19. Assessment and evaluation of nurses training programme on radiation

    International Nuclear Information System (INIS)

    Bessho, Y.; Kusama, T.

    1996-01-01

    Many nurses in hospitals and clinics are concerned about the care of patients diagnosed or treated with radiation. Knowledge about radiation effects and radiological protection was in limited supply among nurses. Some nurses are anxious about the effects of occupational radiation, and they have not appropriately coped with their patients' questions about radiation effects of medical exposure. We investigated the level of knowledge about radiation among nurses and required knowledge for nurses in hospitals and clinics. Based on the results of the investigation, we designed an education and training program of lectures and practice for nurses in hospitals. After the education and training by our program was done, we evaluated the effects of the education and training with an interview and a questionnaire for each nurse. (author)

  20. Preliminary performance assessment for the Waste Isolation Pilot Plant, December 1992

    International Nuclear Information System (INIS)

    1993-08-01

    Before disposing of transuranic radioactive waste in the Waste Isolation Pilot Plant (WIPP), the United States Department of Energy (DOE) must evaluate compliance with applicable long-term regulations of the United States Environmental Protection Agency (EPA). Sandia National Laboratories is conducting iterative performance assessments (PAs) of the WIPP for the DOE to provide interim guidance while preparing for a final compliance evaluation. This volume of the 1992 PA contains results of uncertainty and sensitivity analyses with respect to migration of gas and brine from the undisturbed repository. Additional information about the 1992 PA is provided in other volumes. Volume 1 contains an overview of WIPP PA and results of a preliminary comparison with 40 CFR 191, Subpart B. Volume 2 describes the technical basis for the performance assessment, including descriptions of the linked computational models used in the Monte Carlo analyses. Volume 3 contains the reference data base and values for input parameters used in consequence and probability modeling. Volume 4 contains uncertainty and sensitivity analyses with respect to the EPA's Environmental Standards for the Management and Disposal of Spent Nuclear Fuel, High-Level and Transuranic Radioactive Wastes (40 CFR 191, Subpart B). Finally, guidance derived from the entire 1992 PA is presented in Volume 6. Results of the 1992 uncertainty and sensitivity analyses indicate that, conditional on the modeling assumptions and the assigned parameter-value distributions, the most important parameters for which uncertainty has the potential to affect gas and brine migration from the undisturbed repository are: initial liquid saturation in the waste, anhydrite permeability, biodegradation-reaction stoichiometry, gas-generation rates for both corrosion and biodegradation under inundated conditions, and the permeability of the long-term shaft seal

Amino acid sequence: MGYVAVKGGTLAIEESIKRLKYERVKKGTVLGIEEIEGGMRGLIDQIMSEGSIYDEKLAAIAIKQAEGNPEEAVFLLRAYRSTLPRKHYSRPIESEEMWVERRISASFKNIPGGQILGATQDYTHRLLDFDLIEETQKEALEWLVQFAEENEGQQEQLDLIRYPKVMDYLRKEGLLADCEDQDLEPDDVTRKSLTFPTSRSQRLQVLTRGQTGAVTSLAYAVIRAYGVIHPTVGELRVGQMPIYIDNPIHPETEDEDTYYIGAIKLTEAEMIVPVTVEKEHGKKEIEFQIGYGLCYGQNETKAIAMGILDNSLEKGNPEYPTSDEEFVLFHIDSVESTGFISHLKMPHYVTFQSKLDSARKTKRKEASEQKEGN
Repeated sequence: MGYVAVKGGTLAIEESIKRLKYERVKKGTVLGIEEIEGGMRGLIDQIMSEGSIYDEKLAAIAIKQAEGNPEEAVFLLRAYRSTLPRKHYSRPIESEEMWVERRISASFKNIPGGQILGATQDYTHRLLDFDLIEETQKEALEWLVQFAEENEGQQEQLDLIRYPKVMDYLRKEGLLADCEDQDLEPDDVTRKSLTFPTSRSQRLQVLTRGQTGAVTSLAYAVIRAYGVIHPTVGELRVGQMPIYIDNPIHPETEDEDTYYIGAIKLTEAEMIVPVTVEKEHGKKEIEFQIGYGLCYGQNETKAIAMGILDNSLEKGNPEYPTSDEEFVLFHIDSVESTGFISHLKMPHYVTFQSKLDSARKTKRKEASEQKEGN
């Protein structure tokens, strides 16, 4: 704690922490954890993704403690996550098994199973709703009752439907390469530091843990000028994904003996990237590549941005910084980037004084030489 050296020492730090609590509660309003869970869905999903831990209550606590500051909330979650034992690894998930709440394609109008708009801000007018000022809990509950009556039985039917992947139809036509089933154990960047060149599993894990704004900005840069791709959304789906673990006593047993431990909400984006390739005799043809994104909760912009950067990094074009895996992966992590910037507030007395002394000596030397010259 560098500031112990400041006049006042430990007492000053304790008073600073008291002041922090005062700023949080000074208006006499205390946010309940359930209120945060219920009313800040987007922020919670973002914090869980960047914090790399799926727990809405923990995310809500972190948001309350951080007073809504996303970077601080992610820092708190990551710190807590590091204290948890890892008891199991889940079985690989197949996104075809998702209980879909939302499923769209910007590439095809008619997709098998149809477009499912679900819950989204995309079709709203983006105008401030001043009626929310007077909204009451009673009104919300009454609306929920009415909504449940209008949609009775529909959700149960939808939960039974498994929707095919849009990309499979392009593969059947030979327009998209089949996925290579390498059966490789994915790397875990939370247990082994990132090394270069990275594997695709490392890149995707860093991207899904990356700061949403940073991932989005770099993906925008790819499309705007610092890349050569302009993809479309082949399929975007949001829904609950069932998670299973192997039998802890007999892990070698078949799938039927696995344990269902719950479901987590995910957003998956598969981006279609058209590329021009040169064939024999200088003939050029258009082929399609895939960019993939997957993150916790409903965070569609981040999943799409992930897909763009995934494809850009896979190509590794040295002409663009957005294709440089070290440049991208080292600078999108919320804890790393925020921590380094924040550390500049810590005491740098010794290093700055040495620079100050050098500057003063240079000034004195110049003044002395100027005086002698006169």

1. Preliminary assessment of partitioning and transmutation as a radioactive waste management concept

    International Nuclear Information System (INIS)

    Croff, A.G.; Tedder, D.W.; Drago, J.P.; Blomeke, J.O.; Perona, J.J.

    1977-09-01

    Partitioning (separating) the actinide elements from nuclear fuel cycle wastes and transmuting (burning) them to fission products in power reactors represents a potentially advanced concept of radioactive waste management which could reduce the long-term (greater than 1000 years) risk associated with geologic isolation of wastes. The greatest uncertainties lie in the chemical separations technology needed to recover greater than 99 percent of the actinides during the reprocessing of spent fuels and their refabrication as fresh fuels or target elements. Preliminary integrated flowsheets based on modifications of the Purex process and supplementary treatment by oxalate precipitation and ion exchange indicate that losses of plutonium in reprocessing wastes might be reduced from about 2.0 percent to 0.1 percent, uranium losses from about 1.7 percent to 0.1 percent, neptunium losses from 100 percent to about 1.2 percent, and americium and curium from 100 percent to about 0.5 percent. Mixed oxide fuel fabrication losses may be reduced from about 0.5 percent to 0.06 percent for plutonium and from 0.5 percent to 0.04 percent for uranium. Americium losses would be about 5.5 percent for the reference system. Transmutation of the partitioned actinides at a rate of 5 to 7 percent per year is feasible in both fast and thermal reactors, but additional studies are needed to determine the most suitable strategy for recycling them to reactors and to assess the major impacts of implementing the concept on fuel cycle operations and costs. It is recommended that the ongoing program to evaluate the feasibility, impacts, costs, and incentives of implementing partitioning-transmutation be continued until a firm assessment of its potentialities can be made. At the present level of effort, achievement of this objective should be possible by 1980. 27 tables, 50 figures